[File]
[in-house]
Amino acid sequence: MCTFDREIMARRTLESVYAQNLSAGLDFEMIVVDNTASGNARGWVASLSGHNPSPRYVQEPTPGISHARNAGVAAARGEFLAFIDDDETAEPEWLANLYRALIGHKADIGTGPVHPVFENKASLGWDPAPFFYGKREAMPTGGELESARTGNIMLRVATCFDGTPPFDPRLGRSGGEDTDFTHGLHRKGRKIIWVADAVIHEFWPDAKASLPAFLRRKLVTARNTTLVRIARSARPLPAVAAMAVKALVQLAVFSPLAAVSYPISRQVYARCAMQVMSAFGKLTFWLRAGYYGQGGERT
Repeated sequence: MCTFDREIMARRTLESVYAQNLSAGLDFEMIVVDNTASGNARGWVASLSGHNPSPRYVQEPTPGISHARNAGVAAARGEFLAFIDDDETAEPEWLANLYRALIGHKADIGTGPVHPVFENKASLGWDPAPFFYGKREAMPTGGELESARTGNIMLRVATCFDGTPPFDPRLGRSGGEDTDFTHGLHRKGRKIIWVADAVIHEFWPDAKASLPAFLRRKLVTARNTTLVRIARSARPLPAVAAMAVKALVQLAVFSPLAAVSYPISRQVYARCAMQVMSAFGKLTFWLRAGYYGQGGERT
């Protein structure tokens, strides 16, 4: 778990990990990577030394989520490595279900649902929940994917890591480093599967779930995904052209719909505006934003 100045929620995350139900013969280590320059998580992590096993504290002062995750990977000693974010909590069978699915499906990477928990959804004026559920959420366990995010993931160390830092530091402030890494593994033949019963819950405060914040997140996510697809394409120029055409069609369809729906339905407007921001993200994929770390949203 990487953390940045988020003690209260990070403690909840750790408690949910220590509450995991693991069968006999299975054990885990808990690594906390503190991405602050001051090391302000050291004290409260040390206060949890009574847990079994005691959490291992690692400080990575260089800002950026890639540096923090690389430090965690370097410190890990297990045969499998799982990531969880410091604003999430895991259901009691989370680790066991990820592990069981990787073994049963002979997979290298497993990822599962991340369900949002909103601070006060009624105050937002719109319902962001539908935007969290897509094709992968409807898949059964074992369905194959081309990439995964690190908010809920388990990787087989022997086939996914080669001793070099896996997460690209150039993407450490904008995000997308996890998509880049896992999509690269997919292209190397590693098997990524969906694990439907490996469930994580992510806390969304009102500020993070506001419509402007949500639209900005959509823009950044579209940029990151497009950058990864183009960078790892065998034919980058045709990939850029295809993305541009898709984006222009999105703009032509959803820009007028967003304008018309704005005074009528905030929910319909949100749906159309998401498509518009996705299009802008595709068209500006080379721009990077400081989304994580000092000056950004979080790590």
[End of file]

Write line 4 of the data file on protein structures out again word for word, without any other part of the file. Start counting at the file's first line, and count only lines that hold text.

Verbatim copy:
């Protein structure tokens, strides 16, 4: 778990990990990577030394989520490595279900649902929940994917890591480093599967779930995904052209719909505006934003 100045929620995350139900013969280590320059998580992590096993504290002062995750990977000693974010909590069978699915499906990477928990959804004026559920959420366990995010993931160390830092530091402030890494593994033949019963819950405060914040997140996510697809394409120029055409069609369809729906339905407007921001993200994929770390949203 990487953390940045988020003690209260990070403690909840750790408690949910220590509450995991693991069968006999299975054990885990808990690594906390503190991405602050001051090391302000050291004290409260040390206060949890009574847990079994005691959490291992690692400080990575260089800002950026890639540096923090690389430090965690370097410190890990297990045969499998799982990531969880410091604003999430895991259901009691989370680790066991990820592990069981990787073994049963002979997979290298497993990822599962991340369900949002909103601070006060009624105050937002719109319902962001539908935007969290897509094709992968409807898949059964074992369905194959081309990439995964690190908010809920388990990787087989022997086939996914080669001793070099896996997460690209150039993407450490904008995000997308996890998509880049896992999509690269997919292209190397590693098997990524969906694990439907490996469930994580992510806390969304009102500020993070506001419509402007949500639209900005959509823009950044579209940029990151497009950058990864183009960078790892065998034919980058045709990939850029295809993305541009898709984006222009999105703009032509959803820009007028967003304008018309704005005074009528905030929910319909949100749906159309998401498509518009996705299009802008595709068209500006080379721009990077400081989304994580000092000056950004979080790590």